• Make sure you go into detail about your extracurricular activities. US universities value extracurriculars highly and will use them to see who you are outside of the classroom. If you can, link your extracurriculars to any skills you have developed as a result of them, for example leadership skills and community involvement.

Joe’s tip: Extracurricular activities do not just refer to sports and hobbies. If you do any voluntary work or even paid work such as private tutoring, make sure you include these in your personal essay. You should be aiming to include as much relevant information as possible that shows you’re a well-rounded and hard-working student.

  • If you’re applying via Common App, it’s important to consider which prompt to base your essay on. The prompts given to applicants in 2022-2023 are:1. Some students have a background, identity, interest, or talent that is so meaningful they believe their application would be incomplete without it. If this sounds like you, then please share your story.
    2. The lessons we take from obstacles we encounter can be fundamental to later success. Recount a time when you faced a challenge, setback, or failure. How did it affect you, and what did you learn from the experience?
    3. Reflect on a time when you questioned or challenged a belief or idea. What prompted your thinking? What was the outcome?
    4. Reflect on something that someone has done for you that has made you happy or thankful in a surprising way. How has this gratitude affected or motivated you?
    5. Discuss an accomplishment, event, or realisation that sparked a period of personal growth and a new understanding of yourself or others.
    6. Describe a topic, idea, or concept you find so engaging that it makes you lose all track of time. Why does it captivate you? What or who do you turn to when you want to learn more?
    7. Share an essay on any topic of your choice. It can be one you’ve already written, one that responds to a different prompt, or one of your own design.

As you can see above, each prompt has a different focus and may appeal to your different strengths. Try not to simply choose what you feel is the ‘easiest’ prompt – instead, think about which prompt will help you stand out from other applicants and help you best showcase your writing skills and experience.

Furthermore, if you choose a question relating to extracurriculars, be aware that what you include has to be exemplary. Top US students are typically extremely focused on extracurriculars so in order to compete, you need to show that you are the first, the best, or the only person in whatever area, hobby or achievement you mention. Use stats to really emphasise this point, such as ‘I positioned in the top 90% for…’.

The Profs’ US admissions experts can help guide you through the process of choosing an essay prompt and writing a stand-out essay that maximises your chances of an offer. Get in touch with our team for a free discovery call.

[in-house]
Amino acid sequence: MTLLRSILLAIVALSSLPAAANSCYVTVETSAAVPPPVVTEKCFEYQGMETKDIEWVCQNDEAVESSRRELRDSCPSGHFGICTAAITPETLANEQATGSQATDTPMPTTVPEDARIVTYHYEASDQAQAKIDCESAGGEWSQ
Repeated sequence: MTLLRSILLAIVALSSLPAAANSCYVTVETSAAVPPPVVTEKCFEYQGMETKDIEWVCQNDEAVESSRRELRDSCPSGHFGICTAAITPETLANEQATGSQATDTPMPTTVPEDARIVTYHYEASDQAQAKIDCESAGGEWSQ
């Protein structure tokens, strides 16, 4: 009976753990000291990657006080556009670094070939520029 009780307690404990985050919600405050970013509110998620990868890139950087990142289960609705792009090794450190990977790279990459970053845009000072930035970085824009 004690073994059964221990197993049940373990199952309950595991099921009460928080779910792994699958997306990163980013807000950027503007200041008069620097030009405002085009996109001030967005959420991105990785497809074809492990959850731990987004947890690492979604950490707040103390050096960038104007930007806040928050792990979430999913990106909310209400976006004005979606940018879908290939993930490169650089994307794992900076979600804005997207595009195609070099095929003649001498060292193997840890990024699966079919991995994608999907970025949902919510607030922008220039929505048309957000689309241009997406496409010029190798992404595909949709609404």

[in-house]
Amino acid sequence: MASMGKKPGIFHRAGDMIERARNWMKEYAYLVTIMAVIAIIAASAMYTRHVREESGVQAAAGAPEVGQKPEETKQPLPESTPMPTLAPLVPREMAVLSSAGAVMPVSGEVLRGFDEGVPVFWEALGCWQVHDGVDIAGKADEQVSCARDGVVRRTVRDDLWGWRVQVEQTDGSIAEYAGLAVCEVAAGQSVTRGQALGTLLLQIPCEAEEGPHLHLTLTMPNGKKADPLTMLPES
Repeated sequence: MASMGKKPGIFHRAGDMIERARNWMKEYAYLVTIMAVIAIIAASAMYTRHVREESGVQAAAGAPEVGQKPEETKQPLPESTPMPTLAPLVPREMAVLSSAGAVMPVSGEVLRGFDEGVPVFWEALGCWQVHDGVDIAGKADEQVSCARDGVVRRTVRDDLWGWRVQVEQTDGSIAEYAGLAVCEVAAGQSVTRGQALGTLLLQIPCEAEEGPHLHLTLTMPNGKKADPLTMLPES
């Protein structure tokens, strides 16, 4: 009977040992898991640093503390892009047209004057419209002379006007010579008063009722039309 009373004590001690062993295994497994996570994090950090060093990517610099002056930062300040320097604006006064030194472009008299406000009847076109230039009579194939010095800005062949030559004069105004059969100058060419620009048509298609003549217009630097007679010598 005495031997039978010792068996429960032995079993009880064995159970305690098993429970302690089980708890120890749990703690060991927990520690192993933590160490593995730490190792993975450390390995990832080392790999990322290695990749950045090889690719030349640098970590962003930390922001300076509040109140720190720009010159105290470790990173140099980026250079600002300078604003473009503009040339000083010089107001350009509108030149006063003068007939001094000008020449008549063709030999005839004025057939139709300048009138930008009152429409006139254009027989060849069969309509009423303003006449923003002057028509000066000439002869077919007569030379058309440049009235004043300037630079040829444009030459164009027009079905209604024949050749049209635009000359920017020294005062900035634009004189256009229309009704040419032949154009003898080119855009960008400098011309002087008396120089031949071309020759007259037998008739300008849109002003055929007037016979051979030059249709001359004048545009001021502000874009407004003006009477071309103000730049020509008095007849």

How long should a Common App essay be?

The word count for a Common App essay ranges from a minimum of 250 words to a maximum of 650 words. We suggest aiming for an essay that is at least 500 words in length to make the most of the word count provided and really sell the achievements and qualities that will make you an outstanding university student.

Important note: The Common App and Coalition App automatically include a section for the SOP, so if you are applying to a university through one of these apps you will be given the opportunity to include a standard SOP that goes to all your chosen universities. Some universities might mark the SOP section as mandatory, however, some might mark it as optional because they may have their own university-specific essay questions that deem the SOP redundant. If you apply through another accepted medium to the Common App or Coalition App to a university that does not require the SOP, then you will not be asked for the SOP at all. Also, note that prompts on the Common App and Coalition App are similar but not the same. Hence, it’s worth checking out the prompts for the year of your application via each app and deciding what suits you best.

6. Put your application together and apply

Once you have all of the pieces of your application, you should check (and double check!) that all of your details are correct and that your essays are as well-written as possible. If you’re applying via Common App, make sure you go through and check that all of the stages have been completed. You should also ask a tutor, teacher or parent to check over your whole application before pressing submit.

Remember that you can also get in touch with your chosen university’s international admissions office to check that you have all of the information required for entry before submitting.

Joe’s tip: There’s nothing better than getting an experienced tutor with knowledge of the US application process to check your application. Not only will they be able to give you helpful tips on where to improve your writing, but they have extensive knowledge of what top American universities are looking for and guide you on how to tailor your application accordingly. Visit our US admissions page for more information on how The Profs can help.

7. Accept your offer and plan your move to the US!

Once you’ve submitted your applications, the wait for your offers begins. Most of the time, if you’ve applied by a January deadline, you’ll hear back from your chosen universities before the end of March on whether you have received an offer.

There is a chance that you will be put on the waitlist, which means you are qualified for a place, but the university/college needs to determine the number of full offers accepted before offering places to additional applicants. You can write a letter of continued interest to show the school you’re invested in them as your first choice and highlight any additional strengths/achievements not included in your application.